Oil

Europe well-poised to withstand upcoming Russian oil product sanctions: EU energy commissioner

Highlights

New embargo, plus G7 price cap, set to go into effect Feb. 5

Europe has alternative suppliers, strategic stocks, Simson says

EU encouraged by muted crude price reaction to Dec. 5 sanctions

European and G7 countries have secured alternative fuel supplies and can draw on their strategic oil reserves to mitigate the impacts of the upcoming sanctions and price cap on Russian refined products, the EU’s energy chief said Jan. 15.

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The EU will impose a ban on imports of Russian diesel, jet fuel and other oil products starting Feb. 5, while the G7 also plans to implement price caps on those products, though exact levels are still being hashed out.

The measures are on top of a similar EU embargo and the G7’s $60/b price cap on Russian crude oil shipments that came into effect Dec. 5.

“We believe that we gave sufficient time for our markets to react and find alternative supplies,” EU energy commissioner Kadri Simpson told reporters on the sidelines of an industry conference in Abu Dhabi. “We have mapped all of those alternative supplies. We believe that we are prepared, and on top of that, we do have strategic oil reserves [which] gives us additional confidence.”

The EU’s 27 member states are required to hold 60 days or more of refined product inventories in storage.

Russia has been the EU’s largest supplier of diesel, but Simson cited Kuwait’s intent to boost diesel exports to Europe fivefold as an example of how the continent has successfully sought to diversify its fuel sources.


Bloomberg first reported the Kuwaiti plans Jan. 9, citing a person familiar with the matter, with state-owned Kuwait Petroleum Corp. set to ship 2.5 million mt of diesel, as well as double its exports of jet fuel to the EU to about 5 million mt.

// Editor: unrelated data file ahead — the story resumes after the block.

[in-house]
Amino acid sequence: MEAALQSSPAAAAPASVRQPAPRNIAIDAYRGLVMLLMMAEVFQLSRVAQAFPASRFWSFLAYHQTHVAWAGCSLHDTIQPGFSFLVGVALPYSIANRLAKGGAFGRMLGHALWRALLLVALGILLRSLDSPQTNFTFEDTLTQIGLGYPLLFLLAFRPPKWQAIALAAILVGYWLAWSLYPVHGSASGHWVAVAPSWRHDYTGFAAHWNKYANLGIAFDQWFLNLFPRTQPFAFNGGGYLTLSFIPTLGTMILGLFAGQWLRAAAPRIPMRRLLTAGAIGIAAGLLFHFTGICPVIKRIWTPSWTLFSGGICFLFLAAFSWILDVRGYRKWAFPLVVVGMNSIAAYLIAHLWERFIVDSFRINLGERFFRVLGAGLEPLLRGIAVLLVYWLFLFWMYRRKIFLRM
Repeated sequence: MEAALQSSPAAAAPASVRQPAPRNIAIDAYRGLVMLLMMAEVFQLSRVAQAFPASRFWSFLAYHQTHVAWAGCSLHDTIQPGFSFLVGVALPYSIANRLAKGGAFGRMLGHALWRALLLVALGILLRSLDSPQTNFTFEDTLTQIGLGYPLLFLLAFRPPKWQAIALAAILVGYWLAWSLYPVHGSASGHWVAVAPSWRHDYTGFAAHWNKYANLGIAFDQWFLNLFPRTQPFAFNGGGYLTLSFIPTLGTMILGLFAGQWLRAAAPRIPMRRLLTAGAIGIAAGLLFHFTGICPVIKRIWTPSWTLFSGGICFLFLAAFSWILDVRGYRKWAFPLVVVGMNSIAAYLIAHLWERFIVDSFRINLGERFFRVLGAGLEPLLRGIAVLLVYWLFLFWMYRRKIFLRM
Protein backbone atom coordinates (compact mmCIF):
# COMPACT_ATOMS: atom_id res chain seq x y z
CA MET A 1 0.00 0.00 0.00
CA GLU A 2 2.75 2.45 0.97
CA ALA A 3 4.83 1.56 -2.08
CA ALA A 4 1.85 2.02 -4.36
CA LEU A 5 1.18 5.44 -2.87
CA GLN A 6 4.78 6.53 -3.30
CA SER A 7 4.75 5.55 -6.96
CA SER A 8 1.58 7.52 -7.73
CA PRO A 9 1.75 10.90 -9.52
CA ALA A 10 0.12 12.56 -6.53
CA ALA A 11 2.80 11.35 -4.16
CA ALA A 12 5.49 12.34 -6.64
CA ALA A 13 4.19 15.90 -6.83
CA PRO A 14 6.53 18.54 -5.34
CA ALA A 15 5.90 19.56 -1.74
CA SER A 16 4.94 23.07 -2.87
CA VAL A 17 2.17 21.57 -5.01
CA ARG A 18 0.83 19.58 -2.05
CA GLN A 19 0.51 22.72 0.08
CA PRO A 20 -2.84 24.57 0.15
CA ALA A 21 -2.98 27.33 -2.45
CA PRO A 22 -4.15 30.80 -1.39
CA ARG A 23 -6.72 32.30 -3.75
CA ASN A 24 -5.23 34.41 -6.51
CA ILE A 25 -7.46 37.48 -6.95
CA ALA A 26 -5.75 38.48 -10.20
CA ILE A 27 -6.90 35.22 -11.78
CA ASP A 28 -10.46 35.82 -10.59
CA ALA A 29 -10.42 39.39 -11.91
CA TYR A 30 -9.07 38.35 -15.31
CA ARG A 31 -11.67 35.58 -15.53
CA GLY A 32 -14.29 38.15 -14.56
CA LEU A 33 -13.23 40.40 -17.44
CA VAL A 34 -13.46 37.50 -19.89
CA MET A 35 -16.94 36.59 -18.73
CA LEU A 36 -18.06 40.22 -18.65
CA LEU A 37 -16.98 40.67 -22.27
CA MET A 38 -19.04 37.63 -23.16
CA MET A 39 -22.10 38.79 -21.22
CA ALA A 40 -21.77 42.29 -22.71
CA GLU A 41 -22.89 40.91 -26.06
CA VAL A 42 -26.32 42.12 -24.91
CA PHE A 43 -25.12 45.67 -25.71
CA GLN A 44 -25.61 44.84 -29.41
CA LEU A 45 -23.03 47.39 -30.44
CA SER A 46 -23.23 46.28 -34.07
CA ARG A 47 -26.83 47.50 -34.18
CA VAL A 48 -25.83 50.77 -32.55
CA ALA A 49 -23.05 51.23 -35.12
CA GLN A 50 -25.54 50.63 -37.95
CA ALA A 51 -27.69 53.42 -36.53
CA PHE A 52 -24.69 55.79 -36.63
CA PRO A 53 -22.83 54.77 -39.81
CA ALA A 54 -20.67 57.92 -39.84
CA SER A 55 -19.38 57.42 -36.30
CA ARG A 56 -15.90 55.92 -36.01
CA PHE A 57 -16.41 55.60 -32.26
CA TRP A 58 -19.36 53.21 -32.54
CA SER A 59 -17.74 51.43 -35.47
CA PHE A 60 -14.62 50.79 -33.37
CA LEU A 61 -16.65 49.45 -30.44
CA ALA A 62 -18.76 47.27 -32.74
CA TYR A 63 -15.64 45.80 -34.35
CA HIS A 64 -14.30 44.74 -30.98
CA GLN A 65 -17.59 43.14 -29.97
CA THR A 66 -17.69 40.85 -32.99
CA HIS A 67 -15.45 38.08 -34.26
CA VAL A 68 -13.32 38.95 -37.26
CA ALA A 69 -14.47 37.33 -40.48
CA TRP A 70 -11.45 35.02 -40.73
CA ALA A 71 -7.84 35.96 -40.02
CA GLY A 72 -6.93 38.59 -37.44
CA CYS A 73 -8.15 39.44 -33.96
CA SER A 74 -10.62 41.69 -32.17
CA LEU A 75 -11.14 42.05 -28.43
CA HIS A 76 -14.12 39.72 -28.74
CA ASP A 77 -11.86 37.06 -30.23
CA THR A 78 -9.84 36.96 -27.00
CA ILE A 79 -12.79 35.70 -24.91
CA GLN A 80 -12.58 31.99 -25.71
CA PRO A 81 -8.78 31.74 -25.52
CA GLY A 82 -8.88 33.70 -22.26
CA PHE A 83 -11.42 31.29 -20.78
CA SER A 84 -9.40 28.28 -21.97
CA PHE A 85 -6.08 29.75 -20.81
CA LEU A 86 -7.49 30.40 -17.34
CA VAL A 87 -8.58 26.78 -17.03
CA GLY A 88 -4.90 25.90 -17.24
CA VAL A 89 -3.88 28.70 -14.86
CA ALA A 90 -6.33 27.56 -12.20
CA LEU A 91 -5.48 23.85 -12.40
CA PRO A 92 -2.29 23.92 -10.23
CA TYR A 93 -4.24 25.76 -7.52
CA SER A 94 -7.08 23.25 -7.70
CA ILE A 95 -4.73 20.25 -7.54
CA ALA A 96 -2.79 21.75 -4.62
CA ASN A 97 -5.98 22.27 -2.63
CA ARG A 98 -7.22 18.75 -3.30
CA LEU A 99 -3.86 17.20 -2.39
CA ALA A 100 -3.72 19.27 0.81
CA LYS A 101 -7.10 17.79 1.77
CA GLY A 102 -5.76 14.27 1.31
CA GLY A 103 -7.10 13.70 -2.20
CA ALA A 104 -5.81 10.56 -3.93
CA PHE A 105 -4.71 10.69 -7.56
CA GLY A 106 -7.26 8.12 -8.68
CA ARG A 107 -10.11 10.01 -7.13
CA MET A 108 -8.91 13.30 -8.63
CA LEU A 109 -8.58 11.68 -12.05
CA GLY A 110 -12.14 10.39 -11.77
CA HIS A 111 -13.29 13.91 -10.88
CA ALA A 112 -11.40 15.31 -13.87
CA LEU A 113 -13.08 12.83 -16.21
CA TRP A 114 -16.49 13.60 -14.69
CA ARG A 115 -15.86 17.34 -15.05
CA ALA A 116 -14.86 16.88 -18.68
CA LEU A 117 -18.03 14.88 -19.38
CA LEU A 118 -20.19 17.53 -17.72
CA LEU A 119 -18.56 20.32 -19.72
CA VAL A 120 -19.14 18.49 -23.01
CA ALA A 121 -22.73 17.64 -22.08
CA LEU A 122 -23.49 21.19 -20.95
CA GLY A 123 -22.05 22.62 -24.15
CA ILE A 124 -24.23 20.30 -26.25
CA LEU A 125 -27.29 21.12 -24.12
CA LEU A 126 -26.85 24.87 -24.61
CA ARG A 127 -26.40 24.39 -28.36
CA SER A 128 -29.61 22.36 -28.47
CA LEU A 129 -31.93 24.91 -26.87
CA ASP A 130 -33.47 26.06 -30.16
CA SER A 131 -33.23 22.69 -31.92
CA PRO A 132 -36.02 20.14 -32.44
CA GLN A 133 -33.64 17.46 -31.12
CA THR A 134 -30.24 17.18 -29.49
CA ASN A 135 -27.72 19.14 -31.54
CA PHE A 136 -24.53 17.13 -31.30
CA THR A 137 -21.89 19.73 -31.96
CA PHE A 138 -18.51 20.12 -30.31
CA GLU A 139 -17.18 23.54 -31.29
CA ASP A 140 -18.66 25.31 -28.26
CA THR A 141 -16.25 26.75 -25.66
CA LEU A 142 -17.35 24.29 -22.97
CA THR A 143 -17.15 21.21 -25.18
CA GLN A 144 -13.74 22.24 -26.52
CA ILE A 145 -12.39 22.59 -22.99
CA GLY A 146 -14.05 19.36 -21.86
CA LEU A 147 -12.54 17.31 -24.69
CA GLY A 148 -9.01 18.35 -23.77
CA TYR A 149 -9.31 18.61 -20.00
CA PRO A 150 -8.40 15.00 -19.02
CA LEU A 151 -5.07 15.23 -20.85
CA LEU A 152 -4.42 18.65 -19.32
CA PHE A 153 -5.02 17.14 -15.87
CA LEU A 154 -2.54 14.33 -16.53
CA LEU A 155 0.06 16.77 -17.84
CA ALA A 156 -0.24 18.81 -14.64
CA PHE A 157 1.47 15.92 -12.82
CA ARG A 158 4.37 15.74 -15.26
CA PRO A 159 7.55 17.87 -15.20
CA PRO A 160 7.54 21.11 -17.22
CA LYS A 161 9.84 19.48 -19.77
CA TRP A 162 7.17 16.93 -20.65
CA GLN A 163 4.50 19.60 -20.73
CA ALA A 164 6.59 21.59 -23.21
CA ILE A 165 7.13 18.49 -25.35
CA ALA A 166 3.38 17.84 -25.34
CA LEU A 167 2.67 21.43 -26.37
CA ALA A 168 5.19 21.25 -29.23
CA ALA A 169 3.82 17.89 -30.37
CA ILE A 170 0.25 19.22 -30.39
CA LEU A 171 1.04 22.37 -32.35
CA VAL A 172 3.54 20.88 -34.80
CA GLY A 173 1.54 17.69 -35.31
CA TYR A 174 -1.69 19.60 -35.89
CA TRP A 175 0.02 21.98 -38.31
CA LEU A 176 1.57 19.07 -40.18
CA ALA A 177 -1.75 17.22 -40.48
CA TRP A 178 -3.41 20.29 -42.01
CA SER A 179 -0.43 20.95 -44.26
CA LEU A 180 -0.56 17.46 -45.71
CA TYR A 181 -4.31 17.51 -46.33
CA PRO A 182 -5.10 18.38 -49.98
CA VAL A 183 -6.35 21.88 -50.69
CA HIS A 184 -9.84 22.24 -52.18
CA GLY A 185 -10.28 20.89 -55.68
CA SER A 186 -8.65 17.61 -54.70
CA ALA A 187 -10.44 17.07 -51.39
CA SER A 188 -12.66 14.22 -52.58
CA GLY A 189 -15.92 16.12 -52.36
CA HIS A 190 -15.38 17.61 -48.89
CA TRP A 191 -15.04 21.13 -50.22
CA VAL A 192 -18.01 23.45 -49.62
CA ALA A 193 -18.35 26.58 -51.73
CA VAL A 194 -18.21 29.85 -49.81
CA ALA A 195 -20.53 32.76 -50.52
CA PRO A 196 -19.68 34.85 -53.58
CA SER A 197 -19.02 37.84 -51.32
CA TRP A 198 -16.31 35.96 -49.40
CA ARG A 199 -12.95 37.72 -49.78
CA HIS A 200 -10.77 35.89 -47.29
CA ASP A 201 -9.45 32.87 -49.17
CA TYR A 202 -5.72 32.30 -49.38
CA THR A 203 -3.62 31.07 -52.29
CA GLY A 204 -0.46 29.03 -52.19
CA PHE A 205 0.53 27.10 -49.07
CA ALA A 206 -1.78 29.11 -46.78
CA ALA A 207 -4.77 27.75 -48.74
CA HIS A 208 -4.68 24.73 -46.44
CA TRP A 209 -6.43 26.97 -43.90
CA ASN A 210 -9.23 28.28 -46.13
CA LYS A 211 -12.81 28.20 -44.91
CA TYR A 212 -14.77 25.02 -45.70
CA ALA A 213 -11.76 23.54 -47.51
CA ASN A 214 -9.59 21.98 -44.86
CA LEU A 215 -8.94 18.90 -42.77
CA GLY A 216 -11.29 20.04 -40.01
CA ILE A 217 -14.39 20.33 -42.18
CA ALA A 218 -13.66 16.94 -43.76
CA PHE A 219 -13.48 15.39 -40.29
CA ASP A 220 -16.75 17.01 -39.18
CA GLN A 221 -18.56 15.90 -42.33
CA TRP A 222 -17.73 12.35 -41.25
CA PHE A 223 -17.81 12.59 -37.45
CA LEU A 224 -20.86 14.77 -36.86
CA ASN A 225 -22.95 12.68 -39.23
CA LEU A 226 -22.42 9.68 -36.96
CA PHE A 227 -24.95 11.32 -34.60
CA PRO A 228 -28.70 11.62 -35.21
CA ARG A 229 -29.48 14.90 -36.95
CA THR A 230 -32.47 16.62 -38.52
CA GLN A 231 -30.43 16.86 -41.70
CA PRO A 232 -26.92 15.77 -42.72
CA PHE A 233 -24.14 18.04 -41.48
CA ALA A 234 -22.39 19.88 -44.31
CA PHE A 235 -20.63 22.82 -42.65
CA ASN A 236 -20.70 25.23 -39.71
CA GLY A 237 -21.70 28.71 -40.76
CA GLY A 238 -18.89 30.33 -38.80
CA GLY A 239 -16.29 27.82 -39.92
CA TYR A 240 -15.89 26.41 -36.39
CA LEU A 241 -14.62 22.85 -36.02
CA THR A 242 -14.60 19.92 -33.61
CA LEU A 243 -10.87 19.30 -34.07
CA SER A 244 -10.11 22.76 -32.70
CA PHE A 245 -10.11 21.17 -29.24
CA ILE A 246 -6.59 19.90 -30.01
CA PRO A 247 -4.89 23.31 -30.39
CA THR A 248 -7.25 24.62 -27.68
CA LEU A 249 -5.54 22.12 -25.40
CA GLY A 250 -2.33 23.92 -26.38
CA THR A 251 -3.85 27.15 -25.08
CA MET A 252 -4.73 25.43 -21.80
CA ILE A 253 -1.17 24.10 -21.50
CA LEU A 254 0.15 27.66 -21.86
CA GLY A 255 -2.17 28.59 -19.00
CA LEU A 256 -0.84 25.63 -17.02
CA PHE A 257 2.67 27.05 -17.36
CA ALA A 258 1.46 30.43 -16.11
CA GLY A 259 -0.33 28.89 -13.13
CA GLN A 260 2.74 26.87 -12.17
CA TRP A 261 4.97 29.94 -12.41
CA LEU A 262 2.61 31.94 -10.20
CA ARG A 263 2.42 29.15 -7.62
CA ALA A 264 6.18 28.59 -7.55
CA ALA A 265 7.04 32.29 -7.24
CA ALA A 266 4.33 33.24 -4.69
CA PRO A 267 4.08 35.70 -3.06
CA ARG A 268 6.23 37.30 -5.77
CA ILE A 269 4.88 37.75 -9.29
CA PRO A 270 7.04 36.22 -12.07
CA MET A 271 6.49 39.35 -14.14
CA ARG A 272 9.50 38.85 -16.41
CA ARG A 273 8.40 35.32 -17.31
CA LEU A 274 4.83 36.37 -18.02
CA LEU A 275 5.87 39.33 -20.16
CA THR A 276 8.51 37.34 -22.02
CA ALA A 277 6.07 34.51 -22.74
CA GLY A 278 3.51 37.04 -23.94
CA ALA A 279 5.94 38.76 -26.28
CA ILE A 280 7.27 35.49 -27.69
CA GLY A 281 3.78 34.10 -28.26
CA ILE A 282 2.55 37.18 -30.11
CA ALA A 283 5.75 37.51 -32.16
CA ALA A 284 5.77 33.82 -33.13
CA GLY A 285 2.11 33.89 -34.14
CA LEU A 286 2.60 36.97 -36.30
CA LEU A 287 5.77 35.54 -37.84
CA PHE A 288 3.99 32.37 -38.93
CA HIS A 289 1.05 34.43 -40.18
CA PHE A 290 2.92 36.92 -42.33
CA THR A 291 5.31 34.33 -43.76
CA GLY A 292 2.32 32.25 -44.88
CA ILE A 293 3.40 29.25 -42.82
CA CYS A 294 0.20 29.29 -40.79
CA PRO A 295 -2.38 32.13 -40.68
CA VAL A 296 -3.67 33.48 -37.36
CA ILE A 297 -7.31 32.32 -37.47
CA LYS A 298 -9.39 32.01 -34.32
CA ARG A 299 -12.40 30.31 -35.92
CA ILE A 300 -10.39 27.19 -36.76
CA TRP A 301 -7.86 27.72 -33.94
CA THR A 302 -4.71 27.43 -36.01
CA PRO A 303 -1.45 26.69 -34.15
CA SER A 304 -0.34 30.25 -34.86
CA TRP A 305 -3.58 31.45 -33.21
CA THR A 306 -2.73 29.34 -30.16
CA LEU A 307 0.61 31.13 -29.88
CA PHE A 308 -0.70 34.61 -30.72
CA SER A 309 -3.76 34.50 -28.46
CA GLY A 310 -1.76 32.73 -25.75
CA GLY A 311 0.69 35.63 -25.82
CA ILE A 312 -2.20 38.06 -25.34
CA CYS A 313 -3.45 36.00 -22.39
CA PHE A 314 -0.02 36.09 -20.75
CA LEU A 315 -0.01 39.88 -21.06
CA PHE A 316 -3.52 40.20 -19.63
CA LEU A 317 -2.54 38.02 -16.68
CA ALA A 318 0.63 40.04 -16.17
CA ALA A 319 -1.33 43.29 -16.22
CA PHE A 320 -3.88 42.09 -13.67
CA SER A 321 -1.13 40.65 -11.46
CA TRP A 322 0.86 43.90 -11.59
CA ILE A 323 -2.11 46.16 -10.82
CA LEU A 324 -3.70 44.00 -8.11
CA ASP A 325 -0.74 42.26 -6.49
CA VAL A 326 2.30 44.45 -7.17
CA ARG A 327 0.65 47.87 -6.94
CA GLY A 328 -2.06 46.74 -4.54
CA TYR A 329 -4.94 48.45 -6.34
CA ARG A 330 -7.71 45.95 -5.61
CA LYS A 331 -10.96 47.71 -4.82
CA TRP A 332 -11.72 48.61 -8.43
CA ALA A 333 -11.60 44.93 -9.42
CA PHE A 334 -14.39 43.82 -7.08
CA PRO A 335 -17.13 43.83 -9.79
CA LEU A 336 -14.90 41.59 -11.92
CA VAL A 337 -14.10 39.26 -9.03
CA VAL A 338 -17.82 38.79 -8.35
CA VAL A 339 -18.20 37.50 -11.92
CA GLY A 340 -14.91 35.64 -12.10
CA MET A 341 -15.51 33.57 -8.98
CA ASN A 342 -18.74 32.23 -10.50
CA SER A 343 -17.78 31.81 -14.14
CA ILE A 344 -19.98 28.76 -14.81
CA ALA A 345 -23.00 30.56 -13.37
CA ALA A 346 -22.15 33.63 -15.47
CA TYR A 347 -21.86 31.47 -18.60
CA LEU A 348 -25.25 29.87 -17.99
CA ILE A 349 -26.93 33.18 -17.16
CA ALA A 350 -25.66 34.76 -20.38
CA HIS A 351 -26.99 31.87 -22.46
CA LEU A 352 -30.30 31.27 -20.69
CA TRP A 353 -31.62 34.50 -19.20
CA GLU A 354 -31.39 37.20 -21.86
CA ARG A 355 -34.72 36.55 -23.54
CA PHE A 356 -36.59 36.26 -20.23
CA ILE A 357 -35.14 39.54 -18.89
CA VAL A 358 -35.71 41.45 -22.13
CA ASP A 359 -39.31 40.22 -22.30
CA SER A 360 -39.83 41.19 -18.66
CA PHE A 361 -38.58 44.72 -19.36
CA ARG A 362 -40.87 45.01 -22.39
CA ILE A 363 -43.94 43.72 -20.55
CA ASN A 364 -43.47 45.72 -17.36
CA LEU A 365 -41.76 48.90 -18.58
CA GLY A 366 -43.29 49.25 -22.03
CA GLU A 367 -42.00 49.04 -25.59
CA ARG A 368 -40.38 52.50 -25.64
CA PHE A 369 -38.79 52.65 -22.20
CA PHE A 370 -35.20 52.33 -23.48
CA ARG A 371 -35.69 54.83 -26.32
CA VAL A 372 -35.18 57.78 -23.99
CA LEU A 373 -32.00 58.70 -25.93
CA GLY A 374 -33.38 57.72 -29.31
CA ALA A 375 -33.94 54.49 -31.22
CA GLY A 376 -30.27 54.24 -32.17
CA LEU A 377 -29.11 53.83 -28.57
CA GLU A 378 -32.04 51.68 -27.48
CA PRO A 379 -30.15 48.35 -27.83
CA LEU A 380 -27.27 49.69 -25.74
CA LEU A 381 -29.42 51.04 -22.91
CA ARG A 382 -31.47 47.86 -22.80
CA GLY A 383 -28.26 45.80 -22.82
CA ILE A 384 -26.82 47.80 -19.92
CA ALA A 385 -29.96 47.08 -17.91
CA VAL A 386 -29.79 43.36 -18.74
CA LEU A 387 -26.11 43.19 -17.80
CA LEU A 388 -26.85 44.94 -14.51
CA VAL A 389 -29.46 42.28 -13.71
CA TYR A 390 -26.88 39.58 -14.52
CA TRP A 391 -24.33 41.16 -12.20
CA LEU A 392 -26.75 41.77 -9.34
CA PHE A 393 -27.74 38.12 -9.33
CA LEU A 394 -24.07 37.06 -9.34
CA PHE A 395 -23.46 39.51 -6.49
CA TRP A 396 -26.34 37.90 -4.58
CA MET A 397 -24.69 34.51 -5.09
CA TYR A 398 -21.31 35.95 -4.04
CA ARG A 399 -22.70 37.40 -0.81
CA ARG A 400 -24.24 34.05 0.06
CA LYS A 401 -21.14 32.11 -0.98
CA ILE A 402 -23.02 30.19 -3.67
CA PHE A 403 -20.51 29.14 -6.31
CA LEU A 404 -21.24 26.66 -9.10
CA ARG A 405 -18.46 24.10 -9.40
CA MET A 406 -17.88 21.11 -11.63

Kuwait’s oil ministry said Dec. 25 the country, which is ramping up operations at its new 615,000 b/d Al-Zour refinery, had made its first “winter grade” diesel shipment to Europe – a 66,000 mt cargo.

Simson declined to name any other potential new suppliers, saying the EU was itself not involved in these commercial negotiations.

In July, TotalEnergies signed a deal to import 300,000 mt of diesel from the UAE’s Abu Dhabi National Oil Co. to cover potential supply shortages in France.

ADNOC is also boosting diesel supplies to Germany, after completing its first ever direct diesel delivery to Germany in September.

ADNOC has agreed to the terms with Germany’s Wilhelm Hoyer GmbH & Co. on the supply of up to 250,000 mt of diesel per month in 2023.

Price cap negotiations

Talks among G7 countries are still ongoing over what price levels to set the refined product caps, and Simson declined to reveal any details of the negotiations.

Nor would Amos Hochstein, the US’ top energy envoy, who told reporters separately: “Feb. 5 is when the ban comes into place. We’re in discussions ahead of that. We’re going to work with everybody to make sure it works.”

Both Simson and Hochstein were attending the Atlantic Council’s Global Energy Forum.

The EU has also discussed imposing a price cap on Russian gas supplies.

In her remarks to the forum, Simson said the muted oil price reaction to the crude oil embargo and price cap indicates that the market was able to adapt.

Key Russian crude grade Urals has been trading well below the $60/b price cap, with Platts assessing the grade at $43.30/b on Jan. 13, according to S&P Global Commodity Insights data.

“We announced our sanctions already in June,” Simson said. “We gave relatively reasonable time for our industry and member states for transitioning away from Russian shipments. The impact to our economy has not been significant.”

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